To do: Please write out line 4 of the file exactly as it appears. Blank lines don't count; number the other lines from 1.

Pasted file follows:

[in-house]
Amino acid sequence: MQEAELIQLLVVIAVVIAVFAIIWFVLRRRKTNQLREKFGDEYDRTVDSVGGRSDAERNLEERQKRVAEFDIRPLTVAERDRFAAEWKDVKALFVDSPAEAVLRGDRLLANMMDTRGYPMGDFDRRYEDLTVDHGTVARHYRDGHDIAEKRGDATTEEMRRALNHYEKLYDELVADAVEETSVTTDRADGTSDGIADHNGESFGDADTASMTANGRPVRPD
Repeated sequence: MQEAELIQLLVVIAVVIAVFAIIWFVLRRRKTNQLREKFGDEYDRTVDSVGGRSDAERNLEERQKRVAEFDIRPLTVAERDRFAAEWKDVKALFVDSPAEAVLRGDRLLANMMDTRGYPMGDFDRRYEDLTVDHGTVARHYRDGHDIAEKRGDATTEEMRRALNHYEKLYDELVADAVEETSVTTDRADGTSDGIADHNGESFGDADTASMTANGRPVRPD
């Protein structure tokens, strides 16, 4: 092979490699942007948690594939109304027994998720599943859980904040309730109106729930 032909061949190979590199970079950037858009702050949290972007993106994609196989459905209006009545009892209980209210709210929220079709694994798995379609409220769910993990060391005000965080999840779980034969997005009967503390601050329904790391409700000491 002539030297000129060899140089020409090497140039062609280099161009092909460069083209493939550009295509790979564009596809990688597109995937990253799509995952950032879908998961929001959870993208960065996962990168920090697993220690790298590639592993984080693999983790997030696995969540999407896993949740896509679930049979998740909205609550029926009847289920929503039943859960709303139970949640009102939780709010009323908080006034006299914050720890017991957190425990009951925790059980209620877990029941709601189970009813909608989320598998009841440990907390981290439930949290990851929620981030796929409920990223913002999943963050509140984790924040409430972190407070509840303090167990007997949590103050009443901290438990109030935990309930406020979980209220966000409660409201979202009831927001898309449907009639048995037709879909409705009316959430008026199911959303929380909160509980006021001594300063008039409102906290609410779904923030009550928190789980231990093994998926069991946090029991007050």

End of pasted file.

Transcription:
């Protein structure tokens, strides 16, 4: 092979490699942007948690594939109304027994998720599943859980904040309730109106729930 032909061949190979590199970079950037858009702050949290972007993106994609196989459905209006009545009892209980209210709210929220079709694994798995379609409220769910993990060391005000965080999840779980034969997005009967503390601050329904790391409700000491 002539030297000129060899140089020409090497140039062609280099161009092909460069083209493939550009295509790979564009596809990688597109995937990253799509995952950032879908998961929001959870993208960065996962990168920090697993220690790298590639592993984080693999983790997030696995969540999407896993949740896509679930049979998740909205609550029926009847289920929503039943859960709303139970949640009102939780709010009323908080006034006299914050720890017991957190425990009951925790059980209620877990029941709601189970009813909608989320598998009841440990907390981290439930949290990851929620981030796929409920990223913002999943963050509140984790924040409430972190407070509840303090167990007997949590103050009443901290438990109030935990309930406020979980209220966000409660409201979202009831927001898309449907009639048995037709879909409705009316959430008026199911959303929380909160509980006021001594300063008039409102906290609410779904923030009550928190789980231990093994998926069991946090029991007050």